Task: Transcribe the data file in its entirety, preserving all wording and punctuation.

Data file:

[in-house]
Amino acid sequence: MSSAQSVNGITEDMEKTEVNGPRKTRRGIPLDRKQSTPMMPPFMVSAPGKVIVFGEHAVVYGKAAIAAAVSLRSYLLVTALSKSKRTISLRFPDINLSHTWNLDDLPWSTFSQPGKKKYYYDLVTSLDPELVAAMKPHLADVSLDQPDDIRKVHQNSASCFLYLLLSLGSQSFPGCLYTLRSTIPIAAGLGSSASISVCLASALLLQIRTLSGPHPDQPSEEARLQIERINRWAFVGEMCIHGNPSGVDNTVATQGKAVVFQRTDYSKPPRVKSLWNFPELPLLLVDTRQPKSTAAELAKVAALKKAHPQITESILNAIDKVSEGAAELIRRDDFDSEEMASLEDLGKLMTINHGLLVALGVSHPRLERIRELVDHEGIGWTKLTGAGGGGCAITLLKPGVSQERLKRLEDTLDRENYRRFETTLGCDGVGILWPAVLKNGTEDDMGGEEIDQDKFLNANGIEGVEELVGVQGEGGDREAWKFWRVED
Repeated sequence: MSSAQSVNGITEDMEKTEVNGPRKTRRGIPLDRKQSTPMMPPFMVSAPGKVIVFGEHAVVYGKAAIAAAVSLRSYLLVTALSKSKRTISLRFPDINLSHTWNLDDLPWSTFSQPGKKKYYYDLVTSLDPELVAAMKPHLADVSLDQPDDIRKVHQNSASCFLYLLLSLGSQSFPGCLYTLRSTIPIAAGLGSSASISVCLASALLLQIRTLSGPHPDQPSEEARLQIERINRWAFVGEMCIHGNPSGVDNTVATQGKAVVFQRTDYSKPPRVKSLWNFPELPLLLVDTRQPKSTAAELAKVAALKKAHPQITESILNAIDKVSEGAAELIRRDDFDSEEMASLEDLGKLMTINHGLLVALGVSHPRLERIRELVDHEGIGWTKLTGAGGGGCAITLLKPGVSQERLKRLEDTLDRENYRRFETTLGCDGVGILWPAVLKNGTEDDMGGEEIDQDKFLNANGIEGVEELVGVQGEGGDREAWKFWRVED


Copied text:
[in-house]
Amino acid sequence: MSSAQSVNGITEDMEKTEVNGPRKTRRGIPLDRKQSTPMMPPFMVSAPGKVIVFGEHAVVYGKAAIAAAVSLRSYLLVTALSKSKRTISLRFPDINLSHTWNLDDLPWSTFSQPGKKKYYYDLVTSLDPELVAAMKPHLADVSLDQPDDIRKVHQNSASCFLYLLLSLGSQSFPGCLYTLRSTIPIAAGLGSSASISVCLASALLLQIRTLSGPHPDQPSEEARLQIERINRWAFVGEMCIHGNPSGVDNTVATQGKAVVFQRTDYSKPPRVKSLWNFPELPLLLVDTRQPKSTAAELAKVAALKKAHPQITESILNAIDKVSEGAAELIRRDDFDSEEMASLEDLGKLMTINHGLLVALGVSHPRLERIRELVDHEGIGWTKLTGAGGGGCAITLLKPGVSQERLKRLEDTLDRENYRRFETTLGCDGVGILWPAVLKNGTEDDMGGEEIDQDKFLNANGIEGVEELVGVQGEGGDREAWKFWRVED
Repeated sequence: MSSAQSVNGITEDMEKTEVNGPRKTRRGIPLDRKQSTPMMPPFMVSAPGKVIVFGEHAVVYGKAAIAAAVSLRSYLLVTALSKSKRTISLRFPDINLSHTWNLDDLPWSTFSQPGKKKYYYDLVTSLDPELVAAMKPHLADVSLDQPDDIRKVHQNSASCFLYLLLSLGSQSFPGCLYTLRSTIPIAAGLGSSASISVCLASALLLQIRTLSGPHPDQPSEEARLQIERINRWAFVGEMCIHGNPSGVDNTVATQGKAVVFQRTDYSKPPRVKSLWNFPELPLLLVDTRQPKSTAAELAKVAALKKAHPQITESILNAIDKVSEGAAELIRRDDFDSEEMASLEDLGKLMTINHGLLVALGVSHPRLERIRELVDHEGIGWTKLTGAGGGGCAITLLKPGVSQERLKRLEDTLDRENYRRFETTLGCDGVGILWPAVLKNGTEDDMGGEEIDQDKFLNANGIEGVEELVGVQGEGGDREAWKFWRVED